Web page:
from The American Heritage® Dictionary of the English Language, 4th Edition
- adj. Lacking a sense of responsibility; reckless.
- adv. With abandon; recklessly.
from Wiktionary, Creative Commons Attribution/Share-Alike License
- adj. wild, careless, irresponsible
- adv. wildly, carelessly, irresponsibly
from the GNU version of the Collaborative International Dictionary of English
- adj. Wild; giddy; flighty; rash; thoughtless.
from The Century Dictionary and Cyclopedia
- Harebrained; flighty; giddy; rash.
- n. A giddy, harebrained, or rash person.
from WordNet 3.0 Copyright 2006 by Princeton University. All rights reserved.
- n. a reckless impetuous irresponsible person
- adv. in a wild or reckless manner
- adj. cheerfully irresponsible
They may prefer to dive into a thrilling, suspenseful harum-scarum world when they read.
Once you get above chapter book level, it seems like almost all new fiction for kids is (or wants to be) thrilling, exciting, harum-scarum, suspenseful, non-stop, etc.
Such encounters were relatively common in the harum-scarum chaos of an early solar system that teemed with veering planets and asteroids.
Besides, had not her own cousin, -- though a remote and distant one to be sure, the black sheep, the harum-scarum, the ne'er-do-well, -- had not he come down out of that weird North country with a hundred thousand in yellow dust, to say nothing of a half-ownership in the hole from which it came?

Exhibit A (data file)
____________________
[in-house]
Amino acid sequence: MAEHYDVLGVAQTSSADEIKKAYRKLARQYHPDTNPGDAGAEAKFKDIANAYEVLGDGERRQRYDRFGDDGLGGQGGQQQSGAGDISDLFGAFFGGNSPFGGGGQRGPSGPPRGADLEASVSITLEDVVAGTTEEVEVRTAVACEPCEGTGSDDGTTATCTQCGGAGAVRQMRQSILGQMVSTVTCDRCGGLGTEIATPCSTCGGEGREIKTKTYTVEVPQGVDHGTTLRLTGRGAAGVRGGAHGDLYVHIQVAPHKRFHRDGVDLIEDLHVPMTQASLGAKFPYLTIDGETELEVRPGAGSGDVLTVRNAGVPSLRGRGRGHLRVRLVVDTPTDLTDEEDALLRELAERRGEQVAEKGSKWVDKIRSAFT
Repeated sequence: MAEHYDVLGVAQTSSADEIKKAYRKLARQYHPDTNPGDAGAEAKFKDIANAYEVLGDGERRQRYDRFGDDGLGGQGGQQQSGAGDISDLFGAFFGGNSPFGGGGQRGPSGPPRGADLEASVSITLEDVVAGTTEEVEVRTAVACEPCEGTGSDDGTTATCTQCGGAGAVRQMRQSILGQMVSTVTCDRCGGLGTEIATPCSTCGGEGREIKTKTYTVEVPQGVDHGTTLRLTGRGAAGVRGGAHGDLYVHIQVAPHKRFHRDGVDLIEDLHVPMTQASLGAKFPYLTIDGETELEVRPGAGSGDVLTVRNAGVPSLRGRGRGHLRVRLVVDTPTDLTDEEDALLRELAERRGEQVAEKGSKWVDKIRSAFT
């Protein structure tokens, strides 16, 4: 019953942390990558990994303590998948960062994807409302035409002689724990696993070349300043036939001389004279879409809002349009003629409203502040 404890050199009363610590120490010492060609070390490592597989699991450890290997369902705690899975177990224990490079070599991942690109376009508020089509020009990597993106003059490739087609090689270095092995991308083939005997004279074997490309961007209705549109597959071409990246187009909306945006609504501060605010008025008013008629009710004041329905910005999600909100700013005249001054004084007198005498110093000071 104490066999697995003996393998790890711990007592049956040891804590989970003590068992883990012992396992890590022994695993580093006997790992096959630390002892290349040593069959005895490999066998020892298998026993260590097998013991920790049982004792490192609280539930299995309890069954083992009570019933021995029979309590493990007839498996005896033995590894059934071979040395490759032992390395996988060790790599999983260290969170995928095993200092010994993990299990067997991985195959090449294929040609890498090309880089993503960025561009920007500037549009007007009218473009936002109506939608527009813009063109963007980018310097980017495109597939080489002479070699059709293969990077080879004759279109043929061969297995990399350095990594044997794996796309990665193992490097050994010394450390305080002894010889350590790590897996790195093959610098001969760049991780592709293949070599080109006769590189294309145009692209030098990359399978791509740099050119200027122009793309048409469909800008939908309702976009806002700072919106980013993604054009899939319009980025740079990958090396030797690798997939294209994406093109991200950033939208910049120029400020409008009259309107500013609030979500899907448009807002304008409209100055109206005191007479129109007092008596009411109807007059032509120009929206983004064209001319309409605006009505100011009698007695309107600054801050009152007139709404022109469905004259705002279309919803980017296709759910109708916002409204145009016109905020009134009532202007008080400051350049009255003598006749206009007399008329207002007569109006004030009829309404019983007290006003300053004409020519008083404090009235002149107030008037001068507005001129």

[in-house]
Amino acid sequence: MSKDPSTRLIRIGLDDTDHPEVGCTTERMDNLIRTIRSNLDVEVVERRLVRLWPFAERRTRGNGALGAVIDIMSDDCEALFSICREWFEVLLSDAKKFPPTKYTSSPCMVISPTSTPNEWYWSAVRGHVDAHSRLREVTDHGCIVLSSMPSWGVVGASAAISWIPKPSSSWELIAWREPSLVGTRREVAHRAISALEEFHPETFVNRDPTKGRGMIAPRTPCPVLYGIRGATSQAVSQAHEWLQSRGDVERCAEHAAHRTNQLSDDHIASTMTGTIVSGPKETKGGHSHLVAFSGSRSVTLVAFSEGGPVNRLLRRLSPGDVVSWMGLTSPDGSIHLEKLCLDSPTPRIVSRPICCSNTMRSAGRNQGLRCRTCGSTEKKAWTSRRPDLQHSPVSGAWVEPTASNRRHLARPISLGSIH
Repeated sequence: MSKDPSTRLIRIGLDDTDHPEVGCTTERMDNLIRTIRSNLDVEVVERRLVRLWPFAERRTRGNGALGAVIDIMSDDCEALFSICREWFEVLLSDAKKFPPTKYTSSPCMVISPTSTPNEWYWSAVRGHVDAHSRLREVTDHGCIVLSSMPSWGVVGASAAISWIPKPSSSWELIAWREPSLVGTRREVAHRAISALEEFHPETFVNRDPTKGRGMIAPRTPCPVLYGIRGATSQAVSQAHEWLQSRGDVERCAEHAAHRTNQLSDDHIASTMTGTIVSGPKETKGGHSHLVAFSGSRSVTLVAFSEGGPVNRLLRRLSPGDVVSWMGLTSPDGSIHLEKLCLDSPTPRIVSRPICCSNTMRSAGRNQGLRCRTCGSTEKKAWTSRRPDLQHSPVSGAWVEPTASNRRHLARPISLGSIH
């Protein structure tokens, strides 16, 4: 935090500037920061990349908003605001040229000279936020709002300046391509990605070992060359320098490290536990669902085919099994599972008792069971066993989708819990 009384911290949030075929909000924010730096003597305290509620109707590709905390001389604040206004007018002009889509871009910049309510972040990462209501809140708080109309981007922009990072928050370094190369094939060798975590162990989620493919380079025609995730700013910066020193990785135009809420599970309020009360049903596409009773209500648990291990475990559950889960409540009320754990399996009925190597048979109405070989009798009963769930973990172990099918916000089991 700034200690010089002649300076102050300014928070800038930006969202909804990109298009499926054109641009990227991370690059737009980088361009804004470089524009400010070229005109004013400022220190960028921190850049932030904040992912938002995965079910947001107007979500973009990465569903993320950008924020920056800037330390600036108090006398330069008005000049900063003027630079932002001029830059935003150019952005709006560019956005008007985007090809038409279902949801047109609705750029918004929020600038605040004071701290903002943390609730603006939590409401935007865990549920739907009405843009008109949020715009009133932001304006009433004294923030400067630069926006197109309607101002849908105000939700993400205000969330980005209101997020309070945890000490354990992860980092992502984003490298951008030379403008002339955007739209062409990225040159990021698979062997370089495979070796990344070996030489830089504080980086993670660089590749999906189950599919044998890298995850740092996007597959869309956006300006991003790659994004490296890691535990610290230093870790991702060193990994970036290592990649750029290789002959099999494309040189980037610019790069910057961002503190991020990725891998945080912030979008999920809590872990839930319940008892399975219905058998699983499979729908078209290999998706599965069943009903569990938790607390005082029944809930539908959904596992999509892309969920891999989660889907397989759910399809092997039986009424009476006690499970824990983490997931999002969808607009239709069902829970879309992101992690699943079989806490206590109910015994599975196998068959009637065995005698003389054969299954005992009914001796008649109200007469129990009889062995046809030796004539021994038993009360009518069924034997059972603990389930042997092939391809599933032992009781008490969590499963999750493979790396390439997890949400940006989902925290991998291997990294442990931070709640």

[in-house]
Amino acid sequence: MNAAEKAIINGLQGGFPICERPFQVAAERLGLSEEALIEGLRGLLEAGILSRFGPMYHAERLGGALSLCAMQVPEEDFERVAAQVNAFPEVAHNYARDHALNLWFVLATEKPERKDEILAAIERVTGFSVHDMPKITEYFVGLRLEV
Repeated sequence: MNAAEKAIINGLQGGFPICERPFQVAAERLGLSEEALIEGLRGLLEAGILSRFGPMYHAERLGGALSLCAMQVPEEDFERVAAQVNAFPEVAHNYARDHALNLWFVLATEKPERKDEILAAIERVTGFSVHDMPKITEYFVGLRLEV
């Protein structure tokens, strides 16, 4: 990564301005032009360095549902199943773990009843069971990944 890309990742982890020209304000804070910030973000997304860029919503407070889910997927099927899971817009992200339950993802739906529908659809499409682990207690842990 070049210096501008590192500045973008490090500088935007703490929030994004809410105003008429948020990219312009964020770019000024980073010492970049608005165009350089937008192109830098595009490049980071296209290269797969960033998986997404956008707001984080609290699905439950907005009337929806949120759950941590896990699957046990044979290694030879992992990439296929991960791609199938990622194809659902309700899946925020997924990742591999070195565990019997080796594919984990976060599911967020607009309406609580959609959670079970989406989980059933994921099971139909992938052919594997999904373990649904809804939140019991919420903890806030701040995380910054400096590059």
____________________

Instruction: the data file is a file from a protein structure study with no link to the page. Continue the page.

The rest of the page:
And yet, he was just turned forty was clear-eyed, calm-hearted, hearty-pulsed, man-strong; and yet, his history, until he was thirty, had been harum-scarum and erratic to the superlative.
The courts affirmed this limited and narrow understanding until the New Deal, when Congress began to regulate harum-scarum and the Supreme Court inflated the clause into a general license for anything a majority happened to favor.
"It used to be more harum-scarum, but now people are a lot safer," he said.
He took a vacation to Kill Devil Hills, North Carolina, with “an attractive companion,” and made another trip home, where my grandfather noticed what he called a “sweet reasonableness” interrupted only by a moment of high tension “due possibly to the three harum-scarum children who were visiting.”
Chip was harum-scarum (an expression Madam Ma often used) but he was lovable, not always punctual but someone you could rely on.
‘Croker and Lover’, Yeats had written in 1888, ‘full of the ideas of harum-scarum Irish gentility, saw everything humorised’ Fairy and Folk Tales of the Irish Peasantry, ed.
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